Over the past year, the US and its allies in the fight against ISIS in Iraq have had to contend with a new wrinkle to their efforts: drones. Yes, on the battlefield, America and company must now deal with the combination of ISIS and drones.
Last week, Gen. Raymond Thomas, the commander of US Special Operations Command, said during a conference that the “most daunting” problem his operators in Iraq faced in 2016 were cheap, commercially available drones. ISIS found ways to attach weapons to those drones, dropping mortars and other ordnance on US-allied forces, which has harmed Western forces.
In the last two months of 2016, in the midst of the fight to liberate the ISIS stronghold of Mosul, ISIS drones reportedly attacked US-backed forces about once a day. “About five or six months ago, there was a day when the Iraqi effort nearly came to a screeching halt, where literally over 24 hours there were 70 drones in the air,” Thomas said.
That ISIS has drones and is using them to great effect is a problem in and of itself. But this development also illustrates something remarkable about modern warfare: A group of militants can make or buy drones for just a few thousand dollars and disrupt the plans of the world’s most powerful military.
More worryingly, ISIS is not limited to using drones just in the Middle East. Dave Anthony, the former director of the Call of Duty video game franchise who now works as an analyst at the Washington-based Atlantic Council think tank on the future of warfare, told me in an interview that it’s only a matter of time until “soft target strikes on home soil rather than on the battlefield” start to happen.
And while it may sound like a thriller novel, the scary combo has become an all-too-real problem.
“They are creative”
ISIS in 2014 controlled a chunk of territory in Iraq and Syria the size of the UK. But now that the group has lost 60 percent of the land it held in Iraq and 45 percent in Syria, it’s finding new ways to fight back.
Drones are one way it’s doing that.
"In the past year, ISIS's use of unmanned aerial systems” — that’s military speak for drones — “for surveillance and delivery of explosives has increased, posing a new threat to civilian infrastructure and military installations," Stewart told members of the Hill.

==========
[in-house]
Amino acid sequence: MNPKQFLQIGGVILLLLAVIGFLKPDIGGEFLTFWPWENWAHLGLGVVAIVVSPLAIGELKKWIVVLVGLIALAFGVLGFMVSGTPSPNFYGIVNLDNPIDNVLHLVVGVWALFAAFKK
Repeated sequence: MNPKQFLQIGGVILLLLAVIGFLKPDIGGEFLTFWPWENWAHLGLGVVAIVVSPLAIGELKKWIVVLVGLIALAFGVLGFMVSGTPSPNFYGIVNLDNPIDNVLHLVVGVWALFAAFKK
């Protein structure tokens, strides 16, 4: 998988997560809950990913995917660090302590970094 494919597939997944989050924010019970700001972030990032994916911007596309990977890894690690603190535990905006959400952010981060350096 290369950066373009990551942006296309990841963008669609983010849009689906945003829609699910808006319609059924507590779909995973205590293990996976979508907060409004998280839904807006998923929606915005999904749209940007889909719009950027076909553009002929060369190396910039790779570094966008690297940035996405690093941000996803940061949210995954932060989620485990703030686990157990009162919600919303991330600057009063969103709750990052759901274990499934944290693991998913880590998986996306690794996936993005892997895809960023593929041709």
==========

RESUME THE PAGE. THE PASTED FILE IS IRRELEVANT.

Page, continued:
And while Pentagon officials are fully aware of the threat ISIS drones pose to US and allied forces, there is also a begrudging acknowledgment of ISIS’s ingenuity. “They are creative,” said Maj. Adrian Rankine-Galloway, a Pentagon spokesperson. “Let’s call them what they are.”
But it’s not just creative. It’s also historic. “This is the first time any adversary has used armed drones against the US. So this is unprecedented,” Ulrike Franke, a researcher at Oxford who focuses on drones, said in an interview.
Last year, the group hit two French paratroopers with a drone. It was the first time militants not affiliated with a government harmed fighters from a Western force using drones. Now ISIS has set its sights on the United States and the groups it backs in Syria and Iraq. And it’s causing some major problems.
With an arsenal that includes grenade-dropping drones, quadcopters (drones with four propellers), kamikaze and decoy bombers, and surveillance drones, ISIS now has “a new kind of reach,” said Peter W. Singer of the New America think tank.
In February, Ben C. Solomon, a New York Times reporter embedded with Iraqi special forces on the front lines in western Mosul, captured live video of an ISIS drone dropping a grenade just 30 feet from where he was standing.
And in November, Shia fighters affiliated with the Iraqi government shot down an ISIS drone over Tal Afar airbase right outside Mosul, where Iraqi forces were stationed.